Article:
The Chidren’s Pool is not the only swimming area in La Jolla making waves this summer.
An ongoing controversy over a patch of ocean directly in front of the La Jolla Beach and Tennis Club may soon reach the courts, now that the Sierra Club filed a legal
action against the city of San Diego.
Lawyers for the Sierra Club argue that the city has erred in the actions it has taken to try and keep the buoys in their current location, and that the legal process the city employed may create a dangerous precedent.
Whether there should be buoys in La Jolla Shores to separate swimmers from kayakers, surfers and even small boats, appears to be a moot point. At this stage, after almost five years of political and legal wrangling, everybody from the Sierra Club to the Beach Club to the San Diego Lifeguards says there is a need for some sort of swimming area at the southern end of La Jolla Shores Beach, or at least some sort of demarcation to separate swimmers from other water users.
Lt. John Greenhalgh, a former head lifeguard in La Jolla who has seen this controversy unfold, said a cordoned-off swimming area provides a vital buffer between swimmers and the increasingly prevalent kayakers in the area.
“With the popularity of the kayaks, and with it being the only ocean-front boat launch that we’re aware of in San Diego County, the buoys serve a purpose of keeping kayakers and boaters and personal watercraft people out of the swimming zone to the south,” said Greenhalgh. “Those buoys actually serve a purpose by not prying our resources away from the more dangerous spots.”
What is at issue and what forms the basis of the Sierra Club’s complaint, is how the city has gone about ensuring the swimming area stays exactly where it is. Rather than applying for a coastal development permit, a long, rigorous process including public forums to discuss the implementation of the proposed development, the city instead chose to argue that the buoys are a vested right that have existed for a long time before the Coastal Act was enacted and are therefore not answerable to the legislation.
Staff for City Councilman Scott Peters, who led the charge to fight for a vested interest, said that Peters was advised by the Coastal Commission that claiming a vested interest was the best route to take.
“Peter Douglas, the executive director of the Coastal Commission, advised the city to pursue a vested rights permit,” said Clif Williams, Peters’ chief of staff.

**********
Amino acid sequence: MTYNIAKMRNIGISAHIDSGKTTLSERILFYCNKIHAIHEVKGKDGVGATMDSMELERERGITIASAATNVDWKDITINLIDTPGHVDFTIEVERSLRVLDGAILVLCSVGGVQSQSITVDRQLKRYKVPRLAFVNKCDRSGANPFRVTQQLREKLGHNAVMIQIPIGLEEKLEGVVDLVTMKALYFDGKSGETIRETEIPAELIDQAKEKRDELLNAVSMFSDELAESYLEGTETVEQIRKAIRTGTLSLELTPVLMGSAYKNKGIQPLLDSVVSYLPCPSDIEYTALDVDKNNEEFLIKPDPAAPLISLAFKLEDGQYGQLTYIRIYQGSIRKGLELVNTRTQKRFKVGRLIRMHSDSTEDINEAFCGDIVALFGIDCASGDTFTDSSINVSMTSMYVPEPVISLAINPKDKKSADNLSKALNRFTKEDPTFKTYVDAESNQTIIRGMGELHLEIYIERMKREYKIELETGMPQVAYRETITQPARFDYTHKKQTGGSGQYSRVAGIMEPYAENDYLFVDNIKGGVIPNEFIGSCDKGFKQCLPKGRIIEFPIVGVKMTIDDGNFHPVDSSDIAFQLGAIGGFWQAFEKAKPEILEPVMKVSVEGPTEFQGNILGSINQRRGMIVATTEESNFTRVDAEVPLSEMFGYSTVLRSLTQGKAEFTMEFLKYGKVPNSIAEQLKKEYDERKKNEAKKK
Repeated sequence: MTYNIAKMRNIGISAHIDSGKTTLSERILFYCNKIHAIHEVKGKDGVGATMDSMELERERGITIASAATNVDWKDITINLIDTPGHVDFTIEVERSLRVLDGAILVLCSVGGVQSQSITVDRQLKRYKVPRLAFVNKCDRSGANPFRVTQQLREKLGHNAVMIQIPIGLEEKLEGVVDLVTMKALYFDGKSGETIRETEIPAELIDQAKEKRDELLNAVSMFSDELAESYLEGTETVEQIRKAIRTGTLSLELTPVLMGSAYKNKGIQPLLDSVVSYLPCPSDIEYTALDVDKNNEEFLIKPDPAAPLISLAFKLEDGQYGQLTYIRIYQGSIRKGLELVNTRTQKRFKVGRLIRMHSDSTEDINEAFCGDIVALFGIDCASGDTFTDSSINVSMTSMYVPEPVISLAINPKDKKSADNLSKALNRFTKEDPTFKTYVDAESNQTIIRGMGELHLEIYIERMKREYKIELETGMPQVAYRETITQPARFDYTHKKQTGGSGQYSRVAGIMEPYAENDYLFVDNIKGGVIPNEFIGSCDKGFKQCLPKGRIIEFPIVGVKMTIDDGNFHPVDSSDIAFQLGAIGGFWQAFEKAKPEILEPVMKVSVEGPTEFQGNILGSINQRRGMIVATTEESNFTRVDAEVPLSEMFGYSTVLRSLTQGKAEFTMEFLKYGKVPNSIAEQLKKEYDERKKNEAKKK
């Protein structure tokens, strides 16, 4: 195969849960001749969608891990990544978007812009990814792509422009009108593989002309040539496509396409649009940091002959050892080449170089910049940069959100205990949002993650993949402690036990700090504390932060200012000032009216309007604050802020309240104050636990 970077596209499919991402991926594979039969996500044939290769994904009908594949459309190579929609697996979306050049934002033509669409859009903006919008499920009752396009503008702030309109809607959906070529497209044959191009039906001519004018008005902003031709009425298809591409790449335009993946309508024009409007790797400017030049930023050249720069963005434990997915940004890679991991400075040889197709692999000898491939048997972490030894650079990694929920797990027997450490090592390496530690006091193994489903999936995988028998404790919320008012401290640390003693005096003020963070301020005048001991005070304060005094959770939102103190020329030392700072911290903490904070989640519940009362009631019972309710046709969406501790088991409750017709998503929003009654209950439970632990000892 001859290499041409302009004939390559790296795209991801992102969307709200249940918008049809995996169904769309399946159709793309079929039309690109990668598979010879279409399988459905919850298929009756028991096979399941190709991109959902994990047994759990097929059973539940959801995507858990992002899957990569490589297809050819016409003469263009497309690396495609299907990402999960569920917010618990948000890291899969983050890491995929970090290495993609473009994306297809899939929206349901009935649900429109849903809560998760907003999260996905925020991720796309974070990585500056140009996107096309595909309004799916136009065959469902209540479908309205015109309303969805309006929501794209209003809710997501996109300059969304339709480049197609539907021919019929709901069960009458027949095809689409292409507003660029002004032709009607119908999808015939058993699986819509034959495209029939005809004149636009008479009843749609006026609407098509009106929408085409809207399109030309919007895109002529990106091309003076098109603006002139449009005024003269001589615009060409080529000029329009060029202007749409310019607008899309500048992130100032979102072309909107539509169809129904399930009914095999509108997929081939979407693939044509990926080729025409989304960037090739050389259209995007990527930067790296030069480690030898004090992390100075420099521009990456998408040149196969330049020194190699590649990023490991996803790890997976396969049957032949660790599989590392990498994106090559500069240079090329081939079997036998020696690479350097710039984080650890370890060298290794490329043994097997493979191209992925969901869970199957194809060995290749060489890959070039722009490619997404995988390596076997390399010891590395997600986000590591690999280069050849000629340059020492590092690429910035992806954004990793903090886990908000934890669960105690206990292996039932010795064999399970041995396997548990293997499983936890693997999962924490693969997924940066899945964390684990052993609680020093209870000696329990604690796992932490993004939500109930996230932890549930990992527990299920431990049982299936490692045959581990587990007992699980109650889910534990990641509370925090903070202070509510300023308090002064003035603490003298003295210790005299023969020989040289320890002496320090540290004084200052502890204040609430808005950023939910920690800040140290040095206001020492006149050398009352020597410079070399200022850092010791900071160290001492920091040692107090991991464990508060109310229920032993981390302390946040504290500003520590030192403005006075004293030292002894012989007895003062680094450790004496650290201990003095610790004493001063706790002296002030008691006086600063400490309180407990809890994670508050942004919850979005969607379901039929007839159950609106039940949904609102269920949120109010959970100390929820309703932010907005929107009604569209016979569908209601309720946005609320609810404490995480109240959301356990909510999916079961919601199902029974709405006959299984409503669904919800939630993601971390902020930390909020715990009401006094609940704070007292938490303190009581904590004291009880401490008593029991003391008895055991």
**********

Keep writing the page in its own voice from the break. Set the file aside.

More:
Peters said the city has been acting to ensure the buoys are kept in place, however that can be most efficiently achieved.
According to Sierra Club representatives, though, the vested right claim was illegitimate, time-consuming and ultimately created a legal precedent that was previously unheard of in California.
“This is an abuse of power,” said Mark Massara, attorney for the Sierra Club. “It’s very important t
That everyone appreciate the fact that neither the Coastal Commission nor Sierra Club nor San Diego Baykeeper nor Surfrider Foundation - those were the three public organizations that testified - none of us opposed utilizing buoys to create a safe swimming area.”
Joanne Pearson, chair of the San Diego Sierra Club, said that the claim of a vested right made by the city creates a precedent that goes far beyond the buoys in its importance.
“Because the city now has a vested right over that area, it means that they, the city, have jurisdiction over state public trust land,” said Pearson. “That has never happened anywhere in the state of California. It is a violation of the California constitution, and the Coastal Act, and that is why the Sierra Club has filed the lawsuit.”
Peters, who has argued steadfastly that all he wants is the buoys to remain and for swimmers to be safe, expressed surprise at hearing that the Sierra Club are actually in favor of keeping a swimming area, but disagree with his methods.
“That’s a new thing,” he said. “At the hearing at the Coastal Commission, the Sierra Club didn’t really confess to this. And it wasn’t the process - well, that was one thing - but they also said that they didn’t buy the public safety issue. Perhaps now they’ve been hearing from everybody, the community says ‘Yeah, it is,’ but that is a new position.”
Peters said he welcomes suggestions from the community as to where the buoys are placed. “If anyone wants to suggest any changes in the configuration of the buoys - and the lifeguards support them - or any changes in the signage, just tell me what you want. I’m sure we can effect those changes in a cooperative way.
Peters said that while he would consider a call from the Sierra Club to apply for a coastal development permit - the process Massara and others said should have been followed initially - he and his staff have already spent a long time pushing through the vested right claim.
“The staff and lifeguards have been through a year of trying to deal with the Coastal Commission,” Peters said. “It’s not fair for us to go through another year of that unless people tell us now what they want. If people are specific about what they want, I’m sure we can come to an arrangement.”